born May 26, 1650, Ashe, Devon, Eng. died June 16, 1722, Windsor, near London British military commander. He served with distinction at Maastricht (1673), was promoted rapidly, and advanced at court, in part because his wife (see Sarah Jennings, duchess of Marlborough) was a confidant of Princess (later Queen) Anne. On the accession of James II in 1685, Churchill was made a lieutenant general and effective commander in chief. In 1688 he transferred his allegiance to William III, who rewarded him with the earldom of Marlborough and a succession of commands in Flanders and Ireland. His relationship with William deteriorated in the 1690s. Queen Anne appointed him commander of English and Dutch forces in the War of the Spanish Succession, and for his successes he was created duke of Marlborough (1702). His victory at the Battle of Blenheim (1704) helped change the balance of power in Europe. In gratitude, he was granted a royal manor, where Blenheim Palace was built. His outstanding military tactics continued to produce victories, notably at Ramillies (1706) and Oudenaarde (1708). His influence with Queen Anne and financial backing for the war were undermined by intrigue between Tories and Whigs. After his Whig allies lost the election of 1710, he was dismissed on charges of misuse of public money. He retired from public life, though he was restored to favour by George I in 1714. Considered one of England's greatest generals, he secured a reputation in Europe that was unrivaled until the rise of Napoleon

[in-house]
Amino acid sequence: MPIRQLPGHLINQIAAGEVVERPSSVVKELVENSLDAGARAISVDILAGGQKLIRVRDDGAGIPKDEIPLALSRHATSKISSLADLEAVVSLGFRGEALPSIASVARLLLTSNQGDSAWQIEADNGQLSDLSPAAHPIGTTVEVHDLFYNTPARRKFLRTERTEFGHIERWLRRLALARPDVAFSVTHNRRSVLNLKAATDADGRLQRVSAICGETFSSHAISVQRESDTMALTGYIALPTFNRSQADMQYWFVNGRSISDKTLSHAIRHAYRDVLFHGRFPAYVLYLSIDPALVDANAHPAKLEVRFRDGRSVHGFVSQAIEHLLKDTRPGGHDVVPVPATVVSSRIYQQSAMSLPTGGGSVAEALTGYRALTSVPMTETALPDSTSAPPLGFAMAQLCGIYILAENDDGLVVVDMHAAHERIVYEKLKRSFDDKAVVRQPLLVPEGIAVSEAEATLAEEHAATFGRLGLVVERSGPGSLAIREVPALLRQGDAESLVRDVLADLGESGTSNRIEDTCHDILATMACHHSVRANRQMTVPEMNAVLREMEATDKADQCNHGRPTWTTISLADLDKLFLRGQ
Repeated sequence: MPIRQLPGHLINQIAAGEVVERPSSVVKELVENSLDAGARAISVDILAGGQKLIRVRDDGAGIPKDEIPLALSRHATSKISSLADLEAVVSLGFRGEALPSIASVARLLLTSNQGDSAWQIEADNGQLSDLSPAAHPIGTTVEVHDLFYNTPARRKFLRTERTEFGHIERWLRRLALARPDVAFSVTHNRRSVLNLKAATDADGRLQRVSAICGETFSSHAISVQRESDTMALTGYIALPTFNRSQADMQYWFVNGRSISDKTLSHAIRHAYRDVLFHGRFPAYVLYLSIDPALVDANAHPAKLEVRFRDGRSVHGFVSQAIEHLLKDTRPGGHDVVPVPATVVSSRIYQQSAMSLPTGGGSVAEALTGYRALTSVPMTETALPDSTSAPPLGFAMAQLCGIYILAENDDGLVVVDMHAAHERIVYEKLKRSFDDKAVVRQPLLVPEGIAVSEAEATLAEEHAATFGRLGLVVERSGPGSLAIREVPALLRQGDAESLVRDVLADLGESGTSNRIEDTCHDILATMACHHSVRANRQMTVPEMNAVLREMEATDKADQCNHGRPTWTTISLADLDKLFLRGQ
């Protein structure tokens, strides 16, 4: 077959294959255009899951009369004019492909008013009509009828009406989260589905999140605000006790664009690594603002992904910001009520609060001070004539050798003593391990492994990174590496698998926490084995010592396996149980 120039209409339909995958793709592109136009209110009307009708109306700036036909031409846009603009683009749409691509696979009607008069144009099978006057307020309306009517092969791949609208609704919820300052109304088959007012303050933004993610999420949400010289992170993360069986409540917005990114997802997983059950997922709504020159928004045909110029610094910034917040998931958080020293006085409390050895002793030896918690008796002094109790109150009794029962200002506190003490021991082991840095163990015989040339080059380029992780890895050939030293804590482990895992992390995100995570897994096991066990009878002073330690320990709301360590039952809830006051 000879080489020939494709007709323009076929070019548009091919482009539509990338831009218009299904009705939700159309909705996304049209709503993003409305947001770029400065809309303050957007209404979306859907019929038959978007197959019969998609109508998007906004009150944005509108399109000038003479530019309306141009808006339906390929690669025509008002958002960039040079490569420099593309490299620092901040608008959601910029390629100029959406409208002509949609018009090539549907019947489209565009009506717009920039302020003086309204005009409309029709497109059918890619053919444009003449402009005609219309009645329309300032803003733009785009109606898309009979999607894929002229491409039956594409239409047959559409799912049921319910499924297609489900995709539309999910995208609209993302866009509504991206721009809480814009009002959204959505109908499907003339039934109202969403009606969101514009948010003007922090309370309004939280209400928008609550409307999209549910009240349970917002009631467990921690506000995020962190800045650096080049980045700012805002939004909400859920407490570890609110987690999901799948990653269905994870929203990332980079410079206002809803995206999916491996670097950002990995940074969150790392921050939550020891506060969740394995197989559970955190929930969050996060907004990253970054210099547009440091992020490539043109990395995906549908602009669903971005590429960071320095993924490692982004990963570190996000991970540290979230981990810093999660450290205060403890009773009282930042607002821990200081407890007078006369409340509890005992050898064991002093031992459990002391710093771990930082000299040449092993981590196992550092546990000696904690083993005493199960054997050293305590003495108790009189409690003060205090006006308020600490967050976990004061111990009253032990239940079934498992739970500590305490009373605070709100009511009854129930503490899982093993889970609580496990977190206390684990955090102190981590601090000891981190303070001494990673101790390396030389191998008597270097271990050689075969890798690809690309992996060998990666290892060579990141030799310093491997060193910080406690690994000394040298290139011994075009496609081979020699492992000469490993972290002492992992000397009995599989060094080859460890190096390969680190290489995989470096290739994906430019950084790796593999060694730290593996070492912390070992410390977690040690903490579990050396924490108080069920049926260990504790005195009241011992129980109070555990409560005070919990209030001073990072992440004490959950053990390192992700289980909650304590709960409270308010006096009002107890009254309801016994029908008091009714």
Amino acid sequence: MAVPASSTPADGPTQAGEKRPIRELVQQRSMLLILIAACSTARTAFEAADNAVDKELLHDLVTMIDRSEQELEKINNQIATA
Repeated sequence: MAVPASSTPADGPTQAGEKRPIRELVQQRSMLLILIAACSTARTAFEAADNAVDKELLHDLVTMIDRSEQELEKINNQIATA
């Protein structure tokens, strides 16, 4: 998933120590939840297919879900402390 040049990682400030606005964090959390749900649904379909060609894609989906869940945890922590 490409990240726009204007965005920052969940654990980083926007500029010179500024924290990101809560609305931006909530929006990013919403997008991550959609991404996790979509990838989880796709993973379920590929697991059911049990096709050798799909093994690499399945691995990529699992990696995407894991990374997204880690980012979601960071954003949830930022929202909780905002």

John Dudley duke of Northumberland